Planners have to get much more specific about both the ends and the means of rebuilding to ensure the equitable redevelopment of poor communities. Many observers have raised the prospect that a rebuilt New Orleans will resemble a Las Vegas or Disneyland on the Gulf, dominated by the entertainment and tourism industry, favoring luxury housing, and planned by a group that even The Wall Street Journal labeled ''the power elite." Clearly, that is an outcome to be avoided.
An extensive body of social science research concludes that racially segregated and high-poverty communities undermine the life chances of families and children, cutting off access to mainstream social and economic opportunities. We must avoid resegregating New Orleans' poor and minority residents in isolated and distressed neighborhoods. But the alternative cannot be simply displacing them through land grabs that "gild the ghetto," as the most exclusionary urban renewal schemes of the '60s did.
The active involvement of New Orleans residents -- along with business owners and professional planners -- is a prerequisite for equitable redevelopment. Urban planning and other fields offer concrete models for using 21st-century information and communication technologies as tools of inclusion -- tools for organizing a maze of issues into agendas that groups can tackle, demystifying development choices and jargon, simulating a range of development scenarios, projecting results, and supporting citizen deliberation and voting to get the best and most legitimate ideas off the ground. Negotiated ''community benefit agreements" and other tools help ensure equitable outcomes, but a strong process is key to ensure equitable decision-making. Both are crucial, given the deep divisions and mistrust so evident after the storm [. . .].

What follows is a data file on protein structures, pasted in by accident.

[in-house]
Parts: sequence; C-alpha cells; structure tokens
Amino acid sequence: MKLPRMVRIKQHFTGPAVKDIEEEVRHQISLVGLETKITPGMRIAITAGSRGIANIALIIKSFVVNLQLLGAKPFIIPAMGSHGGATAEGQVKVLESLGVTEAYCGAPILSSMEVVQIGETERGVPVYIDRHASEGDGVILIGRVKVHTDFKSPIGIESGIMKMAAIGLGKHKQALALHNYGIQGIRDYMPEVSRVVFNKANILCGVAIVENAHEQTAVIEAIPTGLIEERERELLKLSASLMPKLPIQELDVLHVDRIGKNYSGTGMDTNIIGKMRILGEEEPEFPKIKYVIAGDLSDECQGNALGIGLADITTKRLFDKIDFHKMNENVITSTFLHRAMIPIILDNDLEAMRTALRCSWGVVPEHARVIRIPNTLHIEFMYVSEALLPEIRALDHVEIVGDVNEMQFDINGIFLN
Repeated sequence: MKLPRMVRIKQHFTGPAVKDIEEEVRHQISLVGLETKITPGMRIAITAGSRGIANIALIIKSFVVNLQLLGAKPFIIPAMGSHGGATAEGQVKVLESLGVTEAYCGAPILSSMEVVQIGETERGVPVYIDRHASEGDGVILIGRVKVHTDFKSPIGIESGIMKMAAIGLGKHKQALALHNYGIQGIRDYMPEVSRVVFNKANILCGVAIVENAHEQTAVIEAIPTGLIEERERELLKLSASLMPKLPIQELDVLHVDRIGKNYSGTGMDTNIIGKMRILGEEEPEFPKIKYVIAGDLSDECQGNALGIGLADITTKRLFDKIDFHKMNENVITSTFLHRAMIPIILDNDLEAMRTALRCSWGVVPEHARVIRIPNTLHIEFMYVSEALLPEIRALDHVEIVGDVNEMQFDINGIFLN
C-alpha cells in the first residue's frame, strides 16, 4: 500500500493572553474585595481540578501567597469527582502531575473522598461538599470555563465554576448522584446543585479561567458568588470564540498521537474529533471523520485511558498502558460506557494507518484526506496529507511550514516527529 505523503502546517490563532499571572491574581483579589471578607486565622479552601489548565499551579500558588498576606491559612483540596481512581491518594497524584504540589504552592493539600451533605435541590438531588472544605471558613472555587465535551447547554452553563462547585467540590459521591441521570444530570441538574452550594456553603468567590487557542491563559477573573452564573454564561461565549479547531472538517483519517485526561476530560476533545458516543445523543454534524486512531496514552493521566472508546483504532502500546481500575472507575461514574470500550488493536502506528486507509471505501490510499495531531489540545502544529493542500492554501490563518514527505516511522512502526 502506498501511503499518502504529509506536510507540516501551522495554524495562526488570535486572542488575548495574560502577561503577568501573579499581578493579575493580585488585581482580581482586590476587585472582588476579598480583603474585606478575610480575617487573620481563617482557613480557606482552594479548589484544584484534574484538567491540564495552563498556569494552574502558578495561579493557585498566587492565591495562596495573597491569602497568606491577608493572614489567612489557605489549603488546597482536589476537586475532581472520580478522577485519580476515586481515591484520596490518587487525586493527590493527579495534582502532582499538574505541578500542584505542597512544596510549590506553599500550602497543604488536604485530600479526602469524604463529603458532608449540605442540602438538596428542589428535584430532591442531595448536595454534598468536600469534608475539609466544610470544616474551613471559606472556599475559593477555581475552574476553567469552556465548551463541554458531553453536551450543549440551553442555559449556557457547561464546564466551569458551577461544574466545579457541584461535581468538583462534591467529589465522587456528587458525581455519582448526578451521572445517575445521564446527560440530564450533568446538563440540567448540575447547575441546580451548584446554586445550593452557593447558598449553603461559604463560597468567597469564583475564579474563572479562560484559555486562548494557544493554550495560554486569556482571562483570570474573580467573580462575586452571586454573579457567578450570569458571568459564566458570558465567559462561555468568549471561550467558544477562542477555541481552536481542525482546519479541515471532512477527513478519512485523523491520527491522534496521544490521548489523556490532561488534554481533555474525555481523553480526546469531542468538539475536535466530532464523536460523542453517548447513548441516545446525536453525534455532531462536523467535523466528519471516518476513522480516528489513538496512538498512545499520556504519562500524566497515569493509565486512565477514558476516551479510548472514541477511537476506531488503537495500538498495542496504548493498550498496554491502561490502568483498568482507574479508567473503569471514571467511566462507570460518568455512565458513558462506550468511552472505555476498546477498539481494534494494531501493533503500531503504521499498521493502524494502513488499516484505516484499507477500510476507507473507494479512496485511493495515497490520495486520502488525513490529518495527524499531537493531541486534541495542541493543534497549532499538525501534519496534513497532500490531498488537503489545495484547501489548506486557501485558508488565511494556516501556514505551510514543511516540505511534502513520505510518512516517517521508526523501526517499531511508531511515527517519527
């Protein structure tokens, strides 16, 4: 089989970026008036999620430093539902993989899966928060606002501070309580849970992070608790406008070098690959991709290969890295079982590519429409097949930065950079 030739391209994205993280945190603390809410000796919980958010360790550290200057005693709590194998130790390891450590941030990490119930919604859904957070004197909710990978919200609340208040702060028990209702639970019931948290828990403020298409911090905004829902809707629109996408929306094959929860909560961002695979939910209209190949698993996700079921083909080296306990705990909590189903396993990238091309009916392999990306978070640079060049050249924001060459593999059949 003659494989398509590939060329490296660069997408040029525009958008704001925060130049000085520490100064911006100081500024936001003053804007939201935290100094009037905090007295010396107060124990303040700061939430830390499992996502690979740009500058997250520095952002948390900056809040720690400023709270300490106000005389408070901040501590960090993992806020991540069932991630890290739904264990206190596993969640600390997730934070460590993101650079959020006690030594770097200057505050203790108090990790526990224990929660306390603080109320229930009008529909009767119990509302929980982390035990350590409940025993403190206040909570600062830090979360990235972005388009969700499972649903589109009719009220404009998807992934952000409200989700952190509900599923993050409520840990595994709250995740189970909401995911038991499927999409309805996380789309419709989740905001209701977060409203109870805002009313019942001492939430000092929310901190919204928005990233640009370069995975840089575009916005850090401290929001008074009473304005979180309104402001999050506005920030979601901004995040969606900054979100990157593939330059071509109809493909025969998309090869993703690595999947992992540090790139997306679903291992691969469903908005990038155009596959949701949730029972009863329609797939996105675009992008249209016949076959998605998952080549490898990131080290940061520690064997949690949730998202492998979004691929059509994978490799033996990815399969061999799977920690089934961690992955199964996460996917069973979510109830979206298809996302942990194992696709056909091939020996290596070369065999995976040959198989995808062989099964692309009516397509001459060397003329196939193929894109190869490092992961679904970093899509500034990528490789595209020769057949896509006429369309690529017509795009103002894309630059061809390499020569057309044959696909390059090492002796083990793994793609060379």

Does equitable development = gentrification? Does anyone know the outcome of last week's inclusionary zoning meeting? Oh, and even the big minds at the Brookings Institution made the connection between New Orleans' recovery strategy and our policy needs here in DC - a great, quick read.